Stranded Palestinians should be allowed into the country, say UNHCR and rights group

A UNHCR staff member distributes food to Palestinian refugees on the Syrian-Iraqi border who fled violence in Iraq. (IRIN)

DAMASCUS - The Syrian Organisation for Human Rights in Syria (SOHR) said on Sunday that it was deeply concerned about “the deteriorating humanitarian conditions” of the Palestinians who are stranded on the Iraqi-Syrian border and who include about 150 children.

“Their lives in Iraq are in real danger because of lack of security,” SOHR told IRIN.

Among the stranded Palestinians is the Saeed family, which arrived at the Tanaf checkpoint on the border some five months ago after fleeing Iraq. As Palestinians, their lives in Iraq were in danger after they were targeted by unknown militants.

“I fled Iraq with my wife and my two-year-old daughter after I was threatened by unknown gangs that I would be killed,” said Jalal Saeed, 36, a driver from al-Zahranyah in Iraq.

“Our suffering is unbearable. The desert’s sun is scorching, and the cold in winter is intolerable. We only want shelter and security. It is impossible to return to Iraq,” he said, adding that he was concerned that the world appeared to have neglected their plight.

At present, there are 344 Palestinians at the Tanaf checkpoint and they are all reluctant to return to Iraq.

“It’s likely that the number would increase because the situation in Iraq is getting worse and worse,” said Laurens Jollens, acting representative of the United Nations refugee agency (UNHCR) which has provided food, water and medical care to the Palestinians.

The Syrian government has also provided the Palestinian refugees with medicine and doctors, according to one of their members who refused to be identified. “Still, we want a solution as the winter is approaching and there are daily dust storms,” he said.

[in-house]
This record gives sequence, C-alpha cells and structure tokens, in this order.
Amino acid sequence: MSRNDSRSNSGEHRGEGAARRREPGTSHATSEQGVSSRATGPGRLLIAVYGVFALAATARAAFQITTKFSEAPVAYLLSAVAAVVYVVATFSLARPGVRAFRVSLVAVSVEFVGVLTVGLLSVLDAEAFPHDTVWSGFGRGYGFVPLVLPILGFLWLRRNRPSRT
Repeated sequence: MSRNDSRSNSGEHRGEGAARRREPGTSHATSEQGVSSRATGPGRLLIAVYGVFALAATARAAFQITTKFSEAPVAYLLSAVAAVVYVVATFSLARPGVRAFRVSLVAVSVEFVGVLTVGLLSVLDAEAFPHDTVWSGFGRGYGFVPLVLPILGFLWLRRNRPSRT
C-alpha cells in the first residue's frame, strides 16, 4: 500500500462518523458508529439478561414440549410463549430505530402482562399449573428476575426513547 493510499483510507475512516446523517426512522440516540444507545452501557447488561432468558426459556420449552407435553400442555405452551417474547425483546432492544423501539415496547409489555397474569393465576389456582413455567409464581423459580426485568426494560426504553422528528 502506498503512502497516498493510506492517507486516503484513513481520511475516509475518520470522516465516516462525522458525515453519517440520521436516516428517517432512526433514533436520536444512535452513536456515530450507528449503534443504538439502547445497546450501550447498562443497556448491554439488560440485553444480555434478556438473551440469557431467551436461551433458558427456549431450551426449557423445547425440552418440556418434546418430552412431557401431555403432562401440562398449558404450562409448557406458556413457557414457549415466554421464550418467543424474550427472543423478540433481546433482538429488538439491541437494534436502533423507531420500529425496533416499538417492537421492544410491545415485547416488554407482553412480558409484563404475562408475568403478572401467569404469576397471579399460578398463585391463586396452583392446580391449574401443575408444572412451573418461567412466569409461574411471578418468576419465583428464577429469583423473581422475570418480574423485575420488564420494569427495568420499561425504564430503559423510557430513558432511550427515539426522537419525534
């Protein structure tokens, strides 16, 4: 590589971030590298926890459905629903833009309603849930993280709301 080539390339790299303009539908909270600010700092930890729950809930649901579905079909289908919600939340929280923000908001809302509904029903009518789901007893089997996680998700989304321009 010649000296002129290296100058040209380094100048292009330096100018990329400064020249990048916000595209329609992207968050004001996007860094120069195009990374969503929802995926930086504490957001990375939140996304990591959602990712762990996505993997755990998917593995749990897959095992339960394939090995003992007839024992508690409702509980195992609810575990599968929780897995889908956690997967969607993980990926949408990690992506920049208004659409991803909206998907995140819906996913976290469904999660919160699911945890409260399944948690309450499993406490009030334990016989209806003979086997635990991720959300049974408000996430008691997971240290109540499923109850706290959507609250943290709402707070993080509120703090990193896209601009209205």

“They [militants] warned all Palestinians to leave Iraq within 72 hours. [They asked] where shall we go? It’s better to stay here [on the Syrian border] than being killed there [in Iraq].”

Iraq’s ousted President Saddam Hussein had provided Palestinian refugees in Iraq with privileges, including free housing, stipends and government jobs. The largesse he showered them enraged many Iraqis, who coped with the deprivations of nearly 13 years of UN-imposed sanctions, which ended after Saddam’s ouster in 2003.

Scores of Iraqis attacked Palestinian homes in Baghdad after Saddam’s fall as Palestinians were seen as supporters of him. The attacks forced many Palestinians to flee the country or go into hiding.

Palestinians began flocking to the Tanaf checkpoint, some 306 km north-east of Damascus, last May, two days after Syrian authorities allowed 287 Palestinians who were stranded for two months on the common border to enter its territory in what Syria said was a “humanitarian” gesture.

Later, however, the Syrian Foreign Ministry said that it would not allow in additional Palestinians from Iraq. Still, the Palestinians have clung to the hope that the Syrian government might change its position, especially as winter is approaching and their children are still not in schools.

Syria appears to be reluctant to let them in, fearing that this would encourage other Palestinians who live in Iraq to head to Syria and thus overburden it. Already, Syria hosts about 500,000 Palestinians and more than 500,000 Iraqi refugees.

The UNHCR’s Jolles said that his agency has erected 85 tents in temporary camps at al-Tanaf. The refugee agency also assisted those Palestinians who had sought special medical treatment by sending them to Damascus and returning them to the border area after treatment.

“It’s a big problem and the refugees should be allowed in because they are facing the risk of persecution in Iraq,” said Jolles.

During her visit to Syria on 1 October, Karen Abu Zayed, the commissioner general of the UN Relief and Works Agency (UNRWA), said UNRWA was contacting concerned countries “to find a humanitarian solution to their suffering”.

“We have discussed the issue of hosting them anywhere and not necessarily in Syria or Jordan,” she said, adding that she had asked donor countries in Amman last month “to work to let them return to the Gaza Strip or West Bank [in Occupied Palestinian Territories]. It’s not necessary that Syria or Jordan should shoulder this responsibility.”

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    This item comes to you via IRIN, a UN humanitarian news and information service, but may not necessarily reflect the views of the United Nations or its agencies. All IRIN material may be reposted or reprinted free-of-charge; refer to the copyright page for conditions of use. IRIN is a project of the UN Office for the Coordination of Humanitarian Affairs.